Right after recruiting and organizing five primary volunteers and selecting quality Scoutmasters, the next step is training for those volunteers. However, as Scout Ambassadors our involvement may be limited to an onboarding orientation and some on-the-job coaching, but we play key roles in helping the new Troop with Youth Protection Training, Scoutmaster Position-Specific Training and Introduction to Outdoor Leader Skills, all of which are required for leaders to be considered trained.
Scouting offers several courses, both online and those taken in person, but first, every adult leader must take youth protection training. As Scouting Ambassadors we are in a unique position to champion Youth Protection in Scouting by insisting that every adult leader takes the course.
- Youth Protection Training: is for everyone new to Scouting and must be renewed every two years.
- Click here to login and take the Youth Protection course online.
- New volunteers do not have to be registered with the Boy Scouts of America (BSA) to take this training, so make this the very first thing you have them do.
BSA places great importance on creating a safe and secure environment possible for our youth members and provides parents and leaders age-appropriate resources for Cub Scouting, Scouts BSA, and Venturing.
Position-Specific (Role-Based) Courses for Scoutmasters and Assistants
Following Youth Protection, it will be time to get the Scoutmaster and Assistants to basic training. These courses are run by the Council and Districts during the year and are conducted in groups
- Scoutmaster Position-Specific Training—This instructor-led course provide Scoutmasters with the basic information and tools needed to lead successful Scout BSA troop.
- Introduction to Outdoor Leader Skills (IOLS)—Working together in “patrols,” this hands-on course provides Scouters practical outdoor skills that they need to lead Scouts in the out-of-doors. Upon completion, adult leaders should feel comfortable teaching Scouts the basic skills required to obtain the First Class rank.
Along with Scoutmaster Position-Specific Training, this course is required of all direct contact leaders registered in Boy Scout Troops in order to be considered “trained”.
Troop Committee Challenge
The Troop Committee Challenge is designed for troop committee members and becomes the course (along with Youth Protection training) troop committee members need to be considered “trained.”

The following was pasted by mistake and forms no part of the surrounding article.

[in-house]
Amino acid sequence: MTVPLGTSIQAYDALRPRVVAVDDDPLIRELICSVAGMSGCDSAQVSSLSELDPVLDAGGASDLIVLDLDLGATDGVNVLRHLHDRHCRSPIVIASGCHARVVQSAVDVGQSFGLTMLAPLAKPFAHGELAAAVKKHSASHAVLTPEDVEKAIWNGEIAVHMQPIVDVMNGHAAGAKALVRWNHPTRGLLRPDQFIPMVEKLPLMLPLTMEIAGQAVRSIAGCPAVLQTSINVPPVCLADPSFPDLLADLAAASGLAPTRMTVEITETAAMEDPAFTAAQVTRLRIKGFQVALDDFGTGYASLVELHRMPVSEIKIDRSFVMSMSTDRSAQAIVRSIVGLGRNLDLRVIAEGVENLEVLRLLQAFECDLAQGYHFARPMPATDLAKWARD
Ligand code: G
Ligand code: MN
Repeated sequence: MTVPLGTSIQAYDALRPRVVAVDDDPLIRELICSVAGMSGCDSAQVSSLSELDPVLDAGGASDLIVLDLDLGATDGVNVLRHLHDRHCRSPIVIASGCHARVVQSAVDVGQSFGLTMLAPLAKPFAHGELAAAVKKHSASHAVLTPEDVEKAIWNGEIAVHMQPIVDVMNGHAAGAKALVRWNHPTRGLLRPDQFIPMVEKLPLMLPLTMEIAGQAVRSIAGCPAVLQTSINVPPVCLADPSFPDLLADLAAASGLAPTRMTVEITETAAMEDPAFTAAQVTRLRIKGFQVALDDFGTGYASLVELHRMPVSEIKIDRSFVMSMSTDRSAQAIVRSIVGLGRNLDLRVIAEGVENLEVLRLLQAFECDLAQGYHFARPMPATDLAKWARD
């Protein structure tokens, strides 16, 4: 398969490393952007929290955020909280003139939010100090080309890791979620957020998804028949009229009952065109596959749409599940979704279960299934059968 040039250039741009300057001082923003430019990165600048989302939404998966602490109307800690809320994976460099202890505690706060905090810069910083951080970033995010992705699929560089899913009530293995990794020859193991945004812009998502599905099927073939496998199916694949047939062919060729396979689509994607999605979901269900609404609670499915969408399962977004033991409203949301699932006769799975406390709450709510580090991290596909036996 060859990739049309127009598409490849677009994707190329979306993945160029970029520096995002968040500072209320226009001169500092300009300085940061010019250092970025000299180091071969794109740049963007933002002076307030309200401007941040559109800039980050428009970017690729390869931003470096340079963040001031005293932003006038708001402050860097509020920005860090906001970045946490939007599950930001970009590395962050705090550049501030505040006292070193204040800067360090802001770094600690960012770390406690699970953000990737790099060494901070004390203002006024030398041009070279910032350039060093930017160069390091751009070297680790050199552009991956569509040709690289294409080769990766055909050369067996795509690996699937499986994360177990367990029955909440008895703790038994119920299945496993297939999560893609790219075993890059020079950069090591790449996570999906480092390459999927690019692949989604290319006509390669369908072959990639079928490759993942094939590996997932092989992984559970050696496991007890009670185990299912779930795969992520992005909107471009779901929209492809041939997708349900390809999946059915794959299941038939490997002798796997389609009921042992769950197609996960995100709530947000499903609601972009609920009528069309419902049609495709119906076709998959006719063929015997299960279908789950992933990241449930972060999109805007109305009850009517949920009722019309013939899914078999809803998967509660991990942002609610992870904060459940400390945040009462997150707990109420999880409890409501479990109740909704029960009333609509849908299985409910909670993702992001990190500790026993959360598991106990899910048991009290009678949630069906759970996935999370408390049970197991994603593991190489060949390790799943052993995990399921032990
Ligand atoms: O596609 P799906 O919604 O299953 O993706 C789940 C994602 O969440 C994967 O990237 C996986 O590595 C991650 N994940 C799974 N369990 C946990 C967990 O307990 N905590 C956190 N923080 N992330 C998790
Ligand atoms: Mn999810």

Supplemental Training Courses
Providing knowledge, program ideas, skills, and fun resources is the purpose behind the Roundtables for Scouts BSA leaders. Roundtable commissioners enable and motivate troop leaders to deliver an outstanding program to their Scouts.
Some courses are available in the e-Learning section of my.scouting.org . A login is required, but anyone may create a user account and view the courses. Registered members of the BSA may provide their member numbers (as part of the user profile) to receive credit. These include:
Safe Swim Defense
Climb On Safely
Leader Position-Specific e-Courses
Leader Position-Specific: Scoutmaster/Assistant Scoutmaster
Leader Position-Specific: Troop Committee
Leader Position-Specific: Merit Badge Counselor
Advanced Unit Chaplain and Chaplain Aide Training
Councils may provide Unit Chaplain and Unit Chaplain Aide training which includes participation by the Chartered Organization Representative at their convenience. During this course, they learn best practices to strengthen their roles as Chaplains and Chaplain Aides, inspiring more Duty to God activities and fostering understanding of the many faiths represented in the BSA.
Wood Badge is an advanced, national leadership course open only to Scouting volunteers and professionals. Scouters from Cub Scouting, Boy Scouting, Venturing, Sea Scouts, and Explorers, and district and council Scouters all are welcome and belong here. More info
National Training Conferences
Since 1950 The Philmont Training Center (PTC) has provided a unique environment for training volunteer and professional leaders, and a fun family program for every member of the family. More info
Since every youth in Scouting deserves a trained leader, Scout Ambassadors need to make this a vital part of the organizing process of all new troops. Joining courses, position-specific (role-based) courses, supplemental courses, and advanced training are part of the progression along the Journey to Excellence for these new Scout units.
Author: Darryl Alder, Scout Ambassador